Cassini observes meteors colliding with Saturn’s rings

NASA’s Cassini spacecraft has provided the first direct evidence of small meteoroids breaking into streams of rubble and crashing into Saturn’s rings. These observations make Saturn’s rings the only location besides Earth, the moon, and Jupiter where scientists and amateur…

NASA’s Cassini spacecraft has provided the first direct evidence of small meteoroids breaking into streams of rubble and crashing into Saturn’s rings. These observations make Saturn’s rings the only location besides Earth, the moon, and Jupiter where scientists and amateur astronomers have been able to observe impacts as they occur. Studying the impact rate of meteoroids from outside the Saturn system helps scientists understand how different planet systems in the solar system formed.

Our solar system is full of small, speeding objects. Planetary bodies frequently are pummeled by them. The meteoroids at Saturn range from about one-half inch to several yards (1 centimeter to several meters) in size. It took scientists years to distinguish tracks left by nine meteoroids in 2005, 2009 and 2012.
Details of the observations appear in a paper in the Thursday edition of Science.
Results from Cassini already have shown Saturn’s rings act as very effective detectors of many kinds of surrounding phenomena, including the interior structure of the planet and the orbits of its moons. For example, a subtle but extensive corrugation that ripples 12,000 miles (19,000 kilometers) across the innermost rings tells of a very large meteoroid impact in 1983.
“These new results imply the current-day impact rates for small particles at Saturn are about the same as those at Earth— two very different neighborhoods in our solar system, and this is exciting to see,” said Linda Spilker, Cassini project scientist at NASA’s Jet Propulsion Laboratory (JPL) in Pasadena, Calif. “It took Saturn’s rings acting like a giant meteoroid detector—100 times the surface area of the Earth—and Cassini’s long-term tour of the Saturn system to address this question.”

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This illustration depicts the shearing of an initially circular cloud of debris as a result of the particles in the cloud having differing orbital speeds around Saturn. The numbers in the lower left of the panels in the still image show how quickly a cloud can be elongated. After the cloud is formed, each particle within it follows its own simple orbit. The cloud begins to elongate as particles closer to the planet orbit at a faster speed than the particles farther from the planet. Scientists can use the angle the clouds are canted to infer the time elapsed since it was formed. This method was used to determine the times of the impacts that created the clouds in Saturn’s rings that were captured by NASA’s Cassini spacecraft. Credit: NASA/Cornell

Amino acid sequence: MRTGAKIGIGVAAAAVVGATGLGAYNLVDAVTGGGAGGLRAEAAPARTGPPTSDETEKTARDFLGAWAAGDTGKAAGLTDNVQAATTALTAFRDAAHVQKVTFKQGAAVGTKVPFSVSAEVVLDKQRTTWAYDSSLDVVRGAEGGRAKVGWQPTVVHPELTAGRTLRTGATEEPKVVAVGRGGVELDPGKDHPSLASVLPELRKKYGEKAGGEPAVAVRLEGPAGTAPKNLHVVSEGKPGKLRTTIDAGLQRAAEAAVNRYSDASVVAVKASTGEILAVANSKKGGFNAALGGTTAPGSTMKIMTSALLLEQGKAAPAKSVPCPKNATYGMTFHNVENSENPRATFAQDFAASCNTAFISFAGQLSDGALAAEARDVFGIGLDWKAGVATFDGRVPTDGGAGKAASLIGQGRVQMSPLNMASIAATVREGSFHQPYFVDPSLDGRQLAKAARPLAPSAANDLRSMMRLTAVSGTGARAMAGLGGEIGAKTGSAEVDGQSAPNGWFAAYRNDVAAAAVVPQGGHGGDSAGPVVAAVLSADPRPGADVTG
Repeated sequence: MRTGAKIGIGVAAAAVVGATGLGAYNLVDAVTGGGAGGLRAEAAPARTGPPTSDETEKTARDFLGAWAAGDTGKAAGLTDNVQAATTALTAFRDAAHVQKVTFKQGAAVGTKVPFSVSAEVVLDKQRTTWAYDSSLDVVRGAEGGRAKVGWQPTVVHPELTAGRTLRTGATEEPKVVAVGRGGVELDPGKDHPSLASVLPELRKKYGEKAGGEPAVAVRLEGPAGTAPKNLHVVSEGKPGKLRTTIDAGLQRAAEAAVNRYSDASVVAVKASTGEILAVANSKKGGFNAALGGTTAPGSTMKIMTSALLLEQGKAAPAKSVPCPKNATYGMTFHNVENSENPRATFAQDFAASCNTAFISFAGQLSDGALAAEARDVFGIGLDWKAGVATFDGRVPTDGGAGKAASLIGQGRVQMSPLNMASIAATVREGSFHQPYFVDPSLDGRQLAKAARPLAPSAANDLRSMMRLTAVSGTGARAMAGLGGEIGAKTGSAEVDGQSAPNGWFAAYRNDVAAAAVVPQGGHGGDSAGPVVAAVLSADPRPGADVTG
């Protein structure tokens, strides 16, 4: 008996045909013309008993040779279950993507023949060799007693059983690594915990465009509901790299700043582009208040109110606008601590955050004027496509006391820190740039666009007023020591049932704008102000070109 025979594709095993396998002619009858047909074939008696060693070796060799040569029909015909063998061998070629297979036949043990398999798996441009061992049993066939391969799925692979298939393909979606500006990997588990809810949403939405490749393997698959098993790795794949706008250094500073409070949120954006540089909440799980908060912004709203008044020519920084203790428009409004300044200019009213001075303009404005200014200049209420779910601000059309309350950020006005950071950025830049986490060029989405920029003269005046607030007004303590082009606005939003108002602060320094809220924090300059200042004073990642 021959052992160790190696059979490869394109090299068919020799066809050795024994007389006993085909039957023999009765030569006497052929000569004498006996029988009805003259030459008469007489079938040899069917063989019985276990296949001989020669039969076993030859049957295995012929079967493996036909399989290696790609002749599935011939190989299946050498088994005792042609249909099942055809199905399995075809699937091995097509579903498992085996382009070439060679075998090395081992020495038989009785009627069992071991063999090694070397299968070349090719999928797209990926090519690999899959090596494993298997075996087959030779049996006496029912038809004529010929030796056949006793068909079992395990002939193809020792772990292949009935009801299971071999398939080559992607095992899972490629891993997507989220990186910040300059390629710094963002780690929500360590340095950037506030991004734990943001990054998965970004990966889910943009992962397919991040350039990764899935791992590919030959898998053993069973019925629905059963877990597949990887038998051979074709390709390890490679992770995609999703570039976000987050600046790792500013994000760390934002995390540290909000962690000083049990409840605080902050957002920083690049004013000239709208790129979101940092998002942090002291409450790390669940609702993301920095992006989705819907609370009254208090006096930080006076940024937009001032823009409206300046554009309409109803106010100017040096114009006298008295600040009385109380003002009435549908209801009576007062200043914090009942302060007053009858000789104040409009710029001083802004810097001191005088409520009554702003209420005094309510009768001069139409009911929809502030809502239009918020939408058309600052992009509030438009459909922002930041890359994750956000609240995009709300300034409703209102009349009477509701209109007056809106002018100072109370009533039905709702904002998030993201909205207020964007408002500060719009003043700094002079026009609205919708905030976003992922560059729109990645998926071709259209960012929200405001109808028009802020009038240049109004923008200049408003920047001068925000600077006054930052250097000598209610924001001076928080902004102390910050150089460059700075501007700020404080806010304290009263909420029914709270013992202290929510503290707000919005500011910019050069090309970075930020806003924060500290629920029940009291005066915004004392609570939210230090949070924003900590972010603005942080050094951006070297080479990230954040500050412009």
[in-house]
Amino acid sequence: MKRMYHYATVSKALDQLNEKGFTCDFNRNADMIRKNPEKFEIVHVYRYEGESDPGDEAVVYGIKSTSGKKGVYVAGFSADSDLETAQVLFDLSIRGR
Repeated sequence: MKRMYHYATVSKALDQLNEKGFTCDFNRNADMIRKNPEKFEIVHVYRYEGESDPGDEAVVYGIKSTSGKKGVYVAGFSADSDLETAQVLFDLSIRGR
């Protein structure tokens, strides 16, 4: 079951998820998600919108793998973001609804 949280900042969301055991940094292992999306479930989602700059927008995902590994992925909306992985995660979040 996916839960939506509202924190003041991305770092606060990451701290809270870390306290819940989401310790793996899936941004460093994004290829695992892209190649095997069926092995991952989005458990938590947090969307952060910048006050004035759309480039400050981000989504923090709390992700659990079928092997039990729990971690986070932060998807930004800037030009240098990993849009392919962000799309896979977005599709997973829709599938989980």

The Saturnian equinox in summer 2009 was an especially good time to see the debris left by meteoroid impacts. The very shallow sun angle on the rings caused the clouds of debris to look bright against the darkened rings in pictures from Cassini’s imaging science subsystem.
“We knew these little impacts were constantly occurring, but we didn’t know how big or how frequent they might be, and we didn’t necessarily expect them to take the form of spectacular shearing clouds,” said Matt Tiscareno, lead author of the paper and a Cassini participating scientist at Cornell University in Ithaca, N.Y. “The sunlight shining edge-on to the rings at the Saturnian equinox acted like an anti-cloaking device, so these usually invisible features became plain to see.”

Tiscareno and his colleagues now think meteoroids of this size probably break up on a first encounter with the rings, creating smaller, slower pieces that then enter into orbit around Saturn. The impact into the rings of these secondary meteoroid bits kicks up the clouds. The tiny particles forming these clouds have a range of orbital speeds around Saturn. The clouds they form soon are pulled into diagonal, extended bright streaks.
“Saturn’s rings are unusually bright and clean, leading some to suggest that the rings are actually much younger than Saturn,” said Jeff Cuzzi, a co-author of the paper and a Cassini interdisciplinary scientist specializing in planetary rings and dust at NASA’s Ames Research Center in Moffett Field, Calif. “To assess this dramatic claim, we must know more about the rate at which outside material is bombarding the rings. This latest analysis helps fill in that story with detection of impactors of a size that we weren’t previously able to detect directly.”

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Saturn’s rings are back

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